Fuel cells are promoted by the US government as a viable alternative for clean and efficient energy generation. It is anticipated that the fuel cell market will rise if the key technical barriers can be overcome. One of them is certainly fuel processing and purification. Existing fuel reforming processes are energy intensive, extremely complicated and capital intensive; these disadvantages handicap the scale-down of existing reforming process, targeting distributed or on-board/stationary hydrogen production applications. Our project involves the bench-scale demonstration of a high-efficiency low-temperature steam reforming process. Hydrogen production can be operated at 350 to 400ºC with our invention, as opposed to >800ºC of existing reforming. In addition, our proposed process improves the start-up deficiency of conventional reforming due to its low temperature operation. The objective of this project is to demonstrate the invented process concept via a bench scale unit and verify mathematical simulation for future process optimization study. Under this project, we have performed the experimental work to determine the adsorption isotherm, reaction kinetics, and membrane permeances required to perform the process simulation based upon the mathematical model developed by us. A ceramic membrane coated with palladium thin film fabricated by us was employed in this study. The adsorption isotherm for a selected hydrotalcite adsorbent was determined experimentally. Further, the capacity loss under cyclic adsorption/desorption was confirmed to be negligible. Finally a commercial steam reforming catalyst was used to produce the reaction kinetic parameters required for the proposed operating condition. With these input parameters, a mathematical simulation was performed to predict the performance of the invented process. According to our simulation, our invented hybrid process can deliver 35 to 55% methane conversion, in comparison with the 12 and 18-21% conversion of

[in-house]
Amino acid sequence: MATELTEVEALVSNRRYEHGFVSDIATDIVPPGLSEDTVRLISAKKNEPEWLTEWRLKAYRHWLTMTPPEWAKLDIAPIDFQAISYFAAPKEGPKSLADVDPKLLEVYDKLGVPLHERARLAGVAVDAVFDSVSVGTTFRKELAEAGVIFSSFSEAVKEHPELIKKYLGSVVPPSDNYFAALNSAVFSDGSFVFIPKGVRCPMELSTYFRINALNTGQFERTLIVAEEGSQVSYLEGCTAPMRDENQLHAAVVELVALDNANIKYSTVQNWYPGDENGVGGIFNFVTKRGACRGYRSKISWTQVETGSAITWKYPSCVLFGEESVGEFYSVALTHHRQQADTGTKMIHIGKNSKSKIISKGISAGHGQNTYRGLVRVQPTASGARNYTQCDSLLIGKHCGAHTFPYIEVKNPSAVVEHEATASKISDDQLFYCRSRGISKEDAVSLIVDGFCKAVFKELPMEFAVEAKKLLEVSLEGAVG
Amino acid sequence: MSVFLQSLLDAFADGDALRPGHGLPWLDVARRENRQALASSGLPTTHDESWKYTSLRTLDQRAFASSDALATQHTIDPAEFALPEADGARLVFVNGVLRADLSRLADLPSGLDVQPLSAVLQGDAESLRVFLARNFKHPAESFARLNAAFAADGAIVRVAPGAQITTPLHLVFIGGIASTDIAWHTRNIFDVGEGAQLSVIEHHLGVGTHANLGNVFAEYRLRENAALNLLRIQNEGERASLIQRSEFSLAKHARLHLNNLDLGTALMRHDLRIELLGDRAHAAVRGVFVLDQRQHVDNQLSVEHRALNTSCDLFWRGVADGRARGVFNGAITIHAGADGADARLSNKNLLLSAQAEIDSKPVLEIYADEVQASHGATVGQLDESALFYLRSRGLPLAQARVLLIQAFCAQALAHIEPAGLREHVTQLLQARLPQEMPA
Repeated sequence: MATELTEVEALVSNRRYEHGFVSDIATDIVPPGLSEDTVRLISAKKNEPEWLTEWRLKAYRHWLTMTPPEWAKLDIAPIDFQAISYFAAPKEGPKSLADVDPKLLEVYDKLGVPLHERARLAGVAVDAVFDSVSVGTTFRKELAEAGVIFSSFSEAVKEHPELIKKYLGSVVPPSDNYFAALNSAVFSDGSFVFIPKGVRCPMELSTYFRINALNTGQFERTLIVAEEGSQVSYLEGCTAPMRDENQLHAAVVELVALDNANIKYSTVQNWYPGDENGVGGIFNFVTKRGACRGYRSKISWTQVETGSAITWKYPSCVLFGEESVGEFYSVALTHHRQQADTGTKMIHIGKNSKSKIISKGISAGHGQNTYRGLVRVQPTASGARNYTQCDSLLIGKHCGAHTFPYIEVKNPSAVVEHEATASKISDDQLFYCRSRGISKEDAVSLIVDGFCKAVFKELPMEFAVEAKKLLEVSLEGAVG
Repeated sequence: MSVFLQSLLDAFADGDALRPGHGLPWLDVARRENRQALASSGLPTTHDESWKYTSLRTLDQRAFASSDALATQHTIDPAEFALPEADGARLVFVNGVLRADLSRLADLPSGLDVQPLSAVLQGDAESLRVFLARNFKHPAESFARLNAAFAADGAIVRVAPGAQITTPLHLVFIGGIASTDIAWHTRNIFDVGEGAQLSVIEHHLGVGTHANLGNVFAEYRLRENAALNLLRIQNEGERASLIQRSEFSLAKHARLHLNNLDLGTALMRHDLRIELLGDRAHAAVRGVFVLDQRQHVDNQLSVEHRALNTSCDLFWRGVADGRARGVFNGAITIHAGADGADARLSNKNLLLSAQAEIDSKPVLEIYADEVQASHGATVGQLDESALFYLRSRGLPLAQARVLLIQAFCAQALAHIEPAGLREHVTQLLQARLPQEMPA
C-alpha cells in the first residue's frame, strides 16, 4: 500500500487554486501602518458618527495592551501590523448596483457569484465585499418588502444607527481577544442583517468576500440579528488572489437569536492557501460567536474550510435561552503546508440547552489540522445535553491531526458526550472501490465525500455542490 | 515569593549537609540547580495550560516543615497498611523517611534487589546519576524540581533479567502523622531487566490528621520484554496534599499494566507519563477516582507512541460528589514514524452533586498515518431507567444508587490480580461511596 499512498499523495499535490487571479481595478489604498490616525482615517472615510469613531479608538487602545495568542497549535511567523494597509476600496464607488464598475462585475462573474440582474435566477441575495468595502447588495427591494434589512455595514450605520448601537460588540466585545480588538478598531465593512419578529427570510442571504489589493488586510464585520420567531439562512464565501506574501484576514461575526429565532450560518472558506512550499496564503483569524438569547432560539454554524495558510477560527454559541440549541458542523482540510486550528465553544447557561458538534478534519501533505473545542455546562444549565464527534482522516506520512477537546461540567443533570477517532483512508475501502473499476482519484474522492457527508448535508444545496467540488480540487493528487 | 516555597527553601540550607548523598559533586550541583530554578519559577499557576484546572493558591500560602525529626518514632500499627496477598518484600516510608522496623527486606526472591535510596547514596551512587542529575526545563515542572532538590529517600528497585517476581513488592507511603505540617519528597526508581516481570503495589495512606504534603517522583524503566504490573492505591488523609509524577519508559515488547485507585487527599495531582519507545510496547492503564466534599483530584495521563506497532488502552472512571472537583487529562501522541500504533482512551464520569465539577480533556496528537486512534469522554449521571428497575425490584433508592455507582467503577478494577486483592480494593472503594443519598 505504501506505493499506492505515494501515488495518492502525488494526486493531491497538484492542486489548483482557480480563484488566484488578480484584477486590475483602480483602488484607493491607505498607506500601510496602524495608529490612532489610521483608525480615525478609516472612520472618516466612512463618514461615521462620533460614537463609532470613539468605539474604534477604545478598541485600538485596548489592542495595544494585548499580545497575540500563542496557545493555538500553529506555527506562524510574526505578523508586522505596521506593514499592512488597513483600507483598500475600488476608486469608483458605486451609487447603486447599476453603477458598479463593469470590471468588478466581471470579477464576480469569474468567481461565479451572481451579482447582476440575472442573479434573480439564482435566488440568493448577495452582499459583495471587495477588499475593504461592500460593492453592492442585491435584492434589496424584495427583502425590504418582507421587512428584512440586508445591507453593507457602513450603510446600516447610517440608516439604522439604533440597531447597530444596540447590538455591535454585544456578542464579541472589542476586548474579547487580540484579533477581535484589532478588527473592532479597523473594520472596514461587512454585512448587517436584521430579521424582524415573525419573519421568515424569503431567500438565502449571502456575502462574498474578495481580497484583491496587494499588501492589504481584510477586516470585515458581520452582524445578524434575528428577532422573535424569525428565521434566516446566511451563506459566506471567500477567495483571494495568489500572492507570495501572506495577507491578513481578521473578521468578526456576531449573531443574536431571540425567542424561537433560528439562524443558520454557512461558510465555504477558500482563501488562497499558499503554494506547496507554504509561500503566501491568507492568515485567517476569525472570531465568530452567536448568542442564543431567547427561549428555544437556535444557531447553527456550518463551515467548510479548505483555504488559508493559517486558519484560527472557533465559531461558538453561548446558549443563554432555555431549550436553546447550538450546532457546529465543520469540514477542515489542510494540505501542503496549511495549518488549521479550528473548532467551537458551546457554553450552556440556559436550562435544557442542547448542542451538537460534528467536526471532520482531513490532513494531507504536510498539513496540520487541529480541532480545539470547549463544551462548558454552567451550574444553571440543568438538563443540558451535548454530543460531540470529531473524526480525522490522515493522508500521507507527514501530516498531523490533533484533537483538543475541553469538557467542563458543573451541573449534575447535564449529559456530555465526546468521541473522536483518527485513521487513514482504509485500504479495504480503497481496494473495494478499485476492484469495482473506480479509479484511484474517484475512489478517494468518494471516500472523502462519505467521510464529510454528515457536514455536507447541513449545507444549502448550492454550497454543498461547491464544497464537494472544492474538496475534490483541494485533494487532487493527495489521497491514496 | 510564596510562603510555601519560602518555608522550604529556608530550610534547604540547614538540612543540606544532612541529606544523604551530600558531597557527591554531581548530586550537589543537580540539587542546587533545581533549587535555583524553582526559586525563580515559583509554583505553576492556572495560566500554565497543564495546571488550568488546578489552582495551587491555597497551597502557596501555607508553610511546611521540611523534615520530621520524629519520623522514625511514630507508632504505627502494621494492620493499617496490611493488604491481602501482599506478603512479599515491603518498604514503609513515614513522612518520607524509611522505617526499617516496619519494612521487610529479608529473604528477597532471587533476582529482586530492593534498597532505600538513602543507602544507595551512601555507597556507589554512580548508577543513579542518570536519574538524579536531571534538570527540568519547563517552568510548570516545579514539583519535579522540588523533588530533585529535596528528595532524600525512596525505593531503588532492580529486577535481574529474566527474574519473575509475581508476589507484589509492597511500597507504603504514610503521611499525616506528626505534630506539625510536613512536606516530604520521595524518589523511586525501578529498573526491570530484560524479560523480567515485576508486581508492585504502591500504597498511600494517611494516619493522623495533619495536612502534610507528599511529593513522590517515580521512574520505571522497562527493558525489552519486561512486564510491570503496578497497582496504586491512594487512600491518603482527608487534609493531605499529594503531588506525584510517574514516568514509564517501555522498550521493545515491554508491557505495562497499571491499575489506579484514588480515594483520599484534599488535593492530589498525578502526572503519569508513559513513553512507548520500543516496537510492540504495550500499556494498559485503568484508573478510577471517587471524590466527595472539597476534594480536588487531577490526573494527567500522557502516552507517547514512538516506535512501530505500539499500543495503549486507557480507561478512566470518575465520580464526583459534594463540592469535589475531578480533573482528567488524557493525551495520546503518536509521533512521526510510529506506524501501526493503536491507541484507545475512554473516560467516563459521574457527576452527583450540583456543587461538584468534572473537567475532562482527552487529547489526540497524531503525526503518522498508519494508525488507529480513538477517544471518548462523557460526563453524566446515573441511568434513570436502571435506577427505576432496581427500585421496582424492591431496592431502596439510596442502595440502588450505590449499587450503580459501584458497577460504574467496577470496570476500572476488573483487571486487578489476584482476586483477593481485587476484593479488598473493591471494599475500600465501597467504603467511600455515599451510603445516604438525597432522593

17. Properties of municipal solid waste incineration ashes with respect to their separation temperature.